With the ever-expanding and drastically increasing technology industry pumping out new devices and computers at an exceptionally quick rate, many people are upgrading their phones, tablets, and laptops almost every year. But what happens to everyone’s old devices?
The vast majority of the time, they simply end up in our local landfills, completely unable to degrade.
Now, however, researchers have potentially discovered something that will hopefully eliminate electronic waste from our planet’s future completely.
A team of scientists in California, hailing from prestigious organizations like Stanford University, the University of California at Santa Barbara, and the computer manufacturer Hewlett-Packard, have developed a flexible circuitry that is also biodegradable.
The group has figured out a way to build a working circuit on a base that is made completely from cellulose, the main ingredient in plant fibers. The remainder of the device is made from simple carbon-based compounds, with everyday iron providing the electrodes.
If the device becomes old or stops functioning, all it needs is a little splash of vinegar or something with a comparable acidic pH, and it will begin to dissolve on its own, completely free of any kind of excess waste.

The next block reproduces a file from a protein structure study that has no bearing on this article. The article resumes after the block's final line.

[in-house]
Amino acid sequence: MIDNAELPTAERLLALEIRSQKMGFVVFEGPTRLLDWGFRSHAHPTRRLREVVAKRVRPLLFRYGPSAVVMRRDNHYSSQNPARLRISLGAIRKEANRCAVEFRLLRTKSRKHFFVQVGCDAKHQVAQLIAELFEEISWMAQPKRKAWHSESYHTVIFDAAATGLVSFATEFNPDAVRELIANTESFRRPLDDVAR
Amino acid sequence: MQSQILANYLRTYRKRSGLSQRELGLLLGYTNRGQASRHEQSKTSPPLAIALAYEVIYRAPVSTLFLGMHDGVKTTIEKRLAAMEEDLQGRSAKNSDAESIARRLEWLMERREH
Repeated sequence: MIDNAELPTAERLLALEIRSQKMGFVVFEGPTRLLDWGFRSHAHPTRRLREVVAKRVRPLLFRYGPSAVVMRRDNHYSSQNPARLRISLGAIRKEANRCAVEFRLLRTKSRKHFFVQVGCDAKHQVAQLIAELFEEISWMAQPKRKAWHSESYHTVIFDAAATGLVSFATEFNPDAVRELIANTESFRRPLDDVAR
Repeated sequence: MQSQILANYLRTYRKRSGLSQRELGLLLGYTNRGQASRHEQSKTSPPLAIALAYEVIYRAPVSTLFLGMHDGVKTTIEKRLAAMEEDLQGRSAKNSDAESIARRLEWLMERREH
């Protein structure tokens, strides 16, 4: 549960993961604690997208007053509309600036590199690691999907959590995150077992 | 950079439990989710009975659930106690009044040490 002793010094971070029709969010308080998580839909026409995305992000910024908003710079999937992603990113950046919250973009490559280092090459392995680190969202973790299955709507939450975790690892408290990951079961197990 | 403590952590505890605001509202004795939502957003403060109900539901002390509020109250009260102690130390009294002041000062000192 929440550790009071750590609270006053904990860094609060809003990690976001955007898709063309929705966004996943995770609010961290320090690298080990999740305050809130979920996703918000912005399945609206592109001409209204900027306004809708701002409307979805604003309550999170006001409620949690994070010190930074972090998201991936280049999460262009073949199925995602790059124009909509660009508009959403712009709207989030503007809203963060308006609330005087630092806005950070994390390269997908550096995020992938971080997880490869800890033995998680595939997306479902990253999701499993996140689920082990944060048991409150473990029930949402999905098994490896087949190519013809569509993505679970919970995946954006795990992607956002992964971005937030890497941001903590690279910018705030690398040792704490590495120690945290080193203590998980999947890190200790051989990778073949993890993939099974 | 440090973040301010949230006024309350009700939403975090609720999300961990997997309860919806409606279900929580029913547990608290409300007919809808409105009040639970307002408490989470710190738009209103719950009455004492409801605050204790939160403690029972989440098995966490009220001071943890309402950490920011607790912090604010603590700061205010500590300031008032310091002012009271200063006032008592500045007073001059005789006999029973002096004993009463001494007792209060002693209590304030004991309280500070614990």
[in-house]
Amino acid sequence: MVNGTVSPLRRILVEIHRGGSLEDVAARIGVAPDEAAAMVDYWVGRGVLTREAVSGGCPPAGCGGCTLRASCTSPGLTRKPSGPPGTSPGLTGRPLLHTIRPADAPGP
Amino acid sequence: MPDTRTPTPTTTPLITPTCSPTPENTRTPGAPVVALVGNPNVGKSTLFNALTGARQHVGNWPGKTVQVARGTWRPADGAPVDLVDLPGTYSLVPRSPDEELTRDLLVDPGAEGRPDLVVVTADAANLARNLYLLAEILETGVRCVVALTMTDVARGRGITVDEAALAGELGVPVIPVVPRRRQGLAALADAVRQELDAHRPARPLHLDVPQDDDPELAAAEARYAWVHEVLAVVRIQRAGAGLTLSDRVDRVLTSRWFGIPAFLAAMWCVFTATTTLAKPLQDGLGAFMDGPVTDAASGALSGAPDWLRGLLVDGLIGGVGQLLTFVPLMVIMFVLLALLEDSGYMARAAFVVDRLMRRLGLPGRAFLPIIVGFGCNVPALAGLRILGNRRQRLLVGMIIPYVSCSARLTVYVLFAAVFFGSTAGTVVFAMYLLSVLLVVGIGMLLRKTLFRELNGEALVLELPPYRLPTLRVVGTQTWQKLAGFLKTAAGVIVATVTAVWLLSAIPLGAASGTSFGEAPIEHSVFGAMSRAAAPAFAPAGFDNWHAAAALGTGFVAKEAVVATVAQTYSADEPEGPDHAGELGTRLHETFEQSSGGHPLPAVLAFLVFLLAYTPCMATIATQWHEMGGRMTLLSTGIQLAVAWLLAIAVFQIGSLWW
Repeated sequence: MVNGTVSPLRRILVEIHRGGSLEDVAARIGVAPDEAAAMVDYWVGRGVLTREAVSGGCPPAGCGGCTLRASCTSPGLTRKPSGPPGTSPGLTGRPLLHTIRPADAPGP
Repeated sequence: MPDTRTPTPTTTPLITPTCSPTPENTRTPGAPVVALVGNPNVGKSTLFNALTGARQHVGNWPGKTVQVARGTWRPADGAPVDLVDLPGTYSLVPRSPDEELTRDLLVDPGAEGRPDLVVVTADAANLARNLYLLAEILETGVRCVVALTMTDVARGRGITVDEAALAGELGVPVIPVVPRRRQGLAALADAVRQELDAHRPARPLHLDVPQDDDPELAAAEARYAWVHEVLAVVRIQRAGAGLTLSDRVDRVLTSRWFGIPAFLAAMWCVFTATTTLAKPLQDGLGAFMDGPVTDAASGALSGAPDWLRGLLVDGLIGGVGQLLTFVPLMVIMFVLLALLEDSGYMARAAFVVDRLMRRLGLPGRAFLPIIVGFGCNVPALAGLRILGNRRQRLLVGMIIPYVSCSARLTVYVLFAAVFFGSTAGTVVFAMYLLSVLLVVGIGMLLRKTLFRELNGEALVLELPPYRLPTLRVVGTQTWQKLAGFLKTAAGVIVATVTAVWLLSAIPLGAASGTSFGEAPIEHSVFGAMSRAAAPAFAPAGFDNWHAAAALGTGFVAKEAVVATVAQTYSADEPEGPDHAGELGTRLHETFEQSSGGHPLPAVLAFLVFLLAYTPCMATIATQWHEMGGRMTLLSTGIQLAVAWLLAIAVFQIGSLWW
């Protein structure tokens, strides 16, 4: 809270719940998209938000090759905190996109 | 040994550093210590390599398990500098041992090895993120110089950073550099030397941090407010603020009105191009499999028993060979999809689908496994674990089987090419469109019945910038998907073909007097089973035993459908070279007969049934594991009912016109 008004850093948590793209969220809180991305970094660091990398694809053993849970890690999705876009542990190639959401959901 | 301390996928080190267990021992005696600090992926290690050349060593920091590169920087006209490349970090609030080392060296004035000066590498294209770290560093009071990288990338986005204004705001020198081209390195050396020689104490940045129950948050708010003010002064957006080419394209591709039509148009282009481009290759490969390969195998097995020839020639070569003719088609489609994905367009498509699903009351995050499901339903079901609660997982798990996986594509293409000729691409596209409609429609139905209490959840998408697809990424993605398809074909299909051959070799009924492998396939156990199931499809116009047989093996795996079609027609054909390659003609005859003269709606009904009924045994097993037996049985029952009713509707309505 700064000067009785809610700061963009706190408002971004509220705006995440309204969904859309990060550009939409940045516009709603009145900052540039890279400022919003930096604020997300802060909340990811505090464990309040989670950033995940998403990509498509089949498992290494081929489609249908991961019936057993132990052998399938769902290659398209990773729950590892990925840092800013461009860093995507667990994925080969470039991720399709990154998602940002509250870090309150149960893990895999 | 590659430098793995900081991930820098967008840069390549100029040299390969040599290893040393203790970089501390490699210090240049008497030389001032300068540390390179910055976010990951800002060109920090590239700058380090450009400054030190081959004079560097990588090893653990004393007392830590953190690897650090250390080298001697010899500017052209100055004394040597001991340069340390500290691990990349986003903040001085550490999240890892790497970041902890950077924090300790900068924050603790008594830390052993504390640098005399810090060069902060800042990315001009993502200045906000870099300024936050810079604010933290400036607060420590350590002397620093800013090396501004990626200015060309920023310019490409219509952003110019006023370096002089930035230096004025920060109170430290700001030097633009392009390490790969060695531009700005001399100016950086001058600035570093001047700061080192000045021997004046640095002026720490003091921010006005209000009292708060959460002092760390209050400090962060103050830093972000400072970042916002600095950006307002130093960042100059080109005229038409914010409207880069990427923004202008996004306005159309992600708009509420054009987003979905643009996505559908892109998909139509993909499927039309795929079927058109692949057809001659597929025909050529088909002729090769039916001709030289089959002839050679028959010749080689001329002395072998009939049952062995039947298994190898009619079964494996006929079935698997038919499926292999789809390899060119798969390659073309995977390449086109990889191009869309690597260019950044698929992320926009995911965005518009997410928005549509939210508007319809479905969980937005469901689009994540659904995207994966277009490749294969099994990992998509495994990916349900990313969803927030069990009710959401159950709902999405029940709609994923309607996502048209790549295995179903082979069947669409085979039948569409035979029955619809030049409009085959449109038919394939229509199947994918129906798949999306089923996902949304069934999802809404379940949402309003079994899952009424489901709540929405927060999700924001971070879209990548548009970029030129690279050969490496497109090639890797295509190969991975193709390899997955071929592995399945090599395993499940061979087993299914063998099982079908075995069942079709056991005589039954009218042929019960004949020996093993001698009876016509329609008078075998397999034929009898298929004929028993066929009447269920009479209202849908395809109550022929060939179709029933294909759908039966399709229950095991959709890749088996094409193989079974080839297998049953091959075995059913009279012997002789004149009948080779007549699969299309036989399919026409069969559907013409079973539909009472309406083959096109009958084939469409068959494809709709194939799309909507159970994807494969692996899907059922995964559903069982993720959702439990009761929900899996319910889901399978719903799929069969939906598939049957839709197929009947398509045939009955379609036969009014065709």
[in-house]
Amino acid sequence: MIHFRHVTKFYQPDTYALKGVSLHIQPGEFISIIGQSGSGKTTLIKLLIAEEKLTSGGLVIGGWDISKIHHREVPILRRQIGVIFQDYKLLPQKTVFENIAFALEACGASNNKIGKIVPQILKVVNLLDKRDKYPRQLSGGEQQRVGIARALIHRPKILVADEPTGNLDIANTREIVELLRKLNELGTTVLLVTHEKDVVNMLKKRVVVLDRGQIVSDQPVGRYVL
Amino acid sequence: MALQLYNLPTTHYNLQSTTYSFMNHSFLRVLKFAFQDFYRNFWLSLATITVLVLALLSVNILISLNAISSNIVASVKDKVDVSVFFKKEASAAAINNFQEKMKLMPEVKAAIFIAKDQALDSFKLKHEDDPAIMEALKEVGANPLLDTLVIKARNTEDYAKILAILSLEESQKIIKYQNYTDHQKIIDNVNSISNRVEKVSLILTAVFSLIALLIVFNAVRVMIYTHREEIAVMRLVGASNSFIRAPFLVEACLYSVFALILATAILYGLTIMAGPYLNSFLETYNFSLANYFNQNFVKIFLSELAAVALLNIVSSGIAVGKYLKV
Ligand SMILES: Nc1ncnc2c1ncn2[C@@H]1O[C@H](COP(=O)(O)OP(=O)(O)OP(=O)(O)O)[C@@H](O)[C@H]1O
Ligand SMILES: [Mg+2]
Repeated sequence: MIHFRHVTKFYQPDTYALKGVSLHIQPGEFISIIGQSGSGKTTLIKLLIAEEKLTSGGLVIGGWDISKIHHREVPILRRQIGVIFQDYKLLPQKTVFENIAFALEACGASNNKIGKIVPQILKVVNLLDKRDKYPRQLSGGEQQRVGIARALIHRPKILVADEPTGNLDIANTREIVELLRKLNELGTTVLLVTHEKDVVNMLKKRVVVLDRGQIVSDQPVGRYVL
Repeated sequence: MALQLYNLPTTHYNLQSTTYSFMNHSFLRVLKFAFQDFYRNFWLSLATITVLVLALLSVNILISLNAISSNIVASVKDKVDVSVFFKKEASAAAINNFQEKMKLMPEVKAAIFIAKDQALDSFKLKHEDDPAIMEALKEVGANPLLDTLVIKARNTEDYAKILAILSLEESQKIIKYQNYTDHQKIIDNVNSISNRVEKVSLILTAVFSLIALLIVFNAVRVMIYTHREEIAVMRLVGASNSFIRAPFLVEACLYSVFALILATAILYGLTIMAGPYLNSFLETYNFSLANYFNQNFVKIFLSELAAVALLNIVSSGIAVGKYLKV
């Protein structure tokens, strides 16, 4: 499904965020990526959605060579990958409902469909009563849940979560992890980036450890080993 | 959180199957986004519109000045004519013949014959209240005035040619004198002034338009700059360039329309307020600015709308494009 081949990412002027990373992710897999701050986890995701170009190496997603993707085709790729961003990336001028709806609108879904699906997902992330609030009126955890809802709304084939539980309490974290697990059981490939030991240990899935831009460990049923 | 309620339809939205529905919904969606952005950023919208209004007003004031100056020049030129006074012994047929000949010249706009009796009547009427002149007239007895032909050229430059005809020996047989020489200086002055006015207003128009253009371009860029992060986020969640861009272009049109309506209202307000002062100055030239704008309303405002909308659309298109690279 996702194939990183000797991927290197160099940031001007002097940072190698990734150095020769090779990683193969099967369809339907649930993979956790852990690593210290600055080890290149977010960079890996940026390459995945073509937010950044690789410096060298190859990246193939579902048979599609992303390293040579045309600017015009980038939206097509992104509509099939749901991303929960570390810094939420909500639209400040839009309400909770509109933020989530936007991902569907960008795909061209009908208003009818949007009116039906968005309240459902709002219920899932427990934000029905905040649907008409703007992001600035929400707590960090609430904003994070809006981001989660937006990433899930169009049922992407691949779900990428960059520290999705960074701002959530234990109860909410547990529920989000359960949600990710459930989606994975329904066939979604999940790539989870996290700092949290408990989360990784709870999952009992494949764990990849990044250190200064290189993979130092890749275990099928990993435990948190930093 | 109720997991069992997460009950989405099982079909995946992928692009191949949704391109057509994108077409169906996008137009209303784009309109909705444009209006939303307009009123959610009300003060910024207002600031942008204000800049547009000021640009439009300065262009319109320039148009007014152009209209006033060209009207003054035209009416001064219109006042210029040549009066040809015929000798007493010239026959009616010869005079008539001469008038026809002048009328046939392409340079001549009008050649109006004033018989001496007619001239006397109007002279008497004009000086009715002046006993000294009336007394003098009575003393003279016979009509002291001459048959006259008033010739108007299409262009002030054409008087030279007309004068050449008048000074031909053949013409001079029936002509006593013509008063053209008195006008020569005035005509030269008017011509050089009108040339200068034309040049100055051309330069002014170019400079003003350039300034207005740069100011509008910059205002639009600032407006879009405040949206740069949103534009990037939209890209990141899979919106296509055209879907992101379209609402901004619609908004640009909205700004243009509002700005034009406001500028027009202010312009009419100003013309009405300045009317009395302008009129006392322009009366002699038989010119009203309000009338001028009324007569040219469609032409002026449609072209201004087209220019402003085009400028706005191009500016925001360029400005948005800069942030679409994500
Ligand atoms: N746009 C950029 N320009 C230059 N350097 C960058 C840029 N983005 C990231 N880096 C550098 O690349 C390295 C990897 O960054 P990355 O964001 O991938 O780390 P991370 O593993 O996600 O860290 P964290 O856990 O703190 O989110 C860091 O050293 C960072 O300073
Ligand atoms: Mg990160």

“Using an ultrathin biodegradable substrate, we successfully fabricated polymer transistors and logic circuits that show high performance and are ultralightweight, but they can be fully disintegrable,” the scientists wrote.
Right now, the circuits can actually be produced for a cheaper cost than what is being used right now, but the performance is not yet up to par with the current generation.
These devices are incredibly versatile, with the ability to be used not only in daily-use devices, but also in the medical industry as implantable sensors. The options are almost limitless and it’s just a matter of time!
To learn more about how big of an issue electronic waste actually is, check out the video below.
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